Are Tablet PC's a good thing?
Much has been written about the disappointing sales of Tablet PC's - the fact that "only" 5 million units were sold last year is seen as somehow uncommercial in comparison to the number of traditional laptops sold. Somehow, tablets have garnered the image of an obscure, specialized technology that only appeals to doctors or engineers. Further, the stellar Wacom digitizer technology used in most tablets adds a significant price premium. In Canada, you can get a bargain-basement laptop for $1,000-1200, while modestly equipped convertible tablets go for about $1500. What you get for this money is, bar none, the best application of computer technology I've ever seen, and I've been around for a while. The current version of the Tablet PC OS provides flawless stability, while the digitizer provides flexible and speedy input whenever you want. So far, Tablet PC is a good thing.
Why aren't tablets selling better?
You just don't see too many tablets in retail outlets. Regardless of marketing efforts by Microsoft and the OEM's, there's been no easy way to get your hands on a tablet and actually try it out. In my case, it took a $3000 act of faith - I purchased a Fujitsu Stylistic slate tablet over the phone. Of course, I did a great deal of research ahead of time - I wasn't disappointed. In addition, I followed the golden rule and waited for the second generation of the OS before making my move. No consumer should ever be expected to operate this way - it jusn't doesn't make sense for most people to operate this way.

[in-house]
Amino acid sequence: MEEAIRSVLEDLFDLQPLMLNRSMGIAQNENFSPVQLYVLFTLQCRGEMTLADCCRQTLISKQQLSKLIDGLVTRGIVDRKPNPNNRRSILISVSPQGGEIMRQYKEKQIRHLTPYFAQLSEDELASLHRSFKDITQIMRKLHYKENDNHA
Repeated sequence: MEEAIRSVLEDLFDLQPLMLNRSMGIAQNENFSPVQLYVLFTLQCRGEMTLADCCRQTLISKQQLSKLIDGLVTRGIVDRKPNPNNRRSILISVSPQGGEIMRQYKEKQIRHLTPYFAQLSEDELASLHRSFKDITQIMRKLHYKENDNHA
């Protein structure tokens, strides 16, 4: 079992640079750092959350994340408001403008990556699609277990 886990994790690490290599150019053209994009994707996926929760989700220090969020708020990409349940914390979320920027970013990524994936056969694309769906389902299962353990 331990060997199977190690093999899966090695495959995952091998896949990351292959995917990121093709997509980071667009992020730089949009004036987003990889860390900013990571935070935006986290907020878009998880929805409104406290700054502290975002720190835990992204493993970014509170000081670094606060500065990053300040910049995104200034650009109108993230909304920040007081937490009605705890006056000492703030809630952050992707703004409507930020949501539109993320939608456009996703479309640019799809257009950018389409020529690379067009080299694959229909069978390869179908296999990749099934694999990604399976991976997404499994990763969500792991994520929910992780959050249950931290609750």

Windows Vista - the kiss of death for Tablet PC (it's a good thing)
Microsoft has confirmed that several versions will integrate tablet features directly into the OS. OEM's will therefore be free to implement whatever digitizing solution they see fit - from Wacom to Finepoint or much cheaper touchscreens. As the cost of tablet components declines, you'll see OEM's start to add tablet functionality in order to differentiate their gear from everyone else's. Hey, even Dell is looking into tablets! Monkey see, monkey do: once the larger manufacturers see increased sales on the tablet side, you'll see all the others jump on the bandwagon. It's a plain fact that when people get their mitts on a tablet, they want one. I'm convinced that Bill Gates is right, and that inking will become a laptop essential, just like USB ports and LCD displays are now. Once that happens, there will be no further need for the TabletPC brand. (As a sidebar, I'm frequently amused at the fact that Apple hasn't caught on to inking for the masses; their oh-so-hip TV ads don't recognize just how banal the Macbook design is)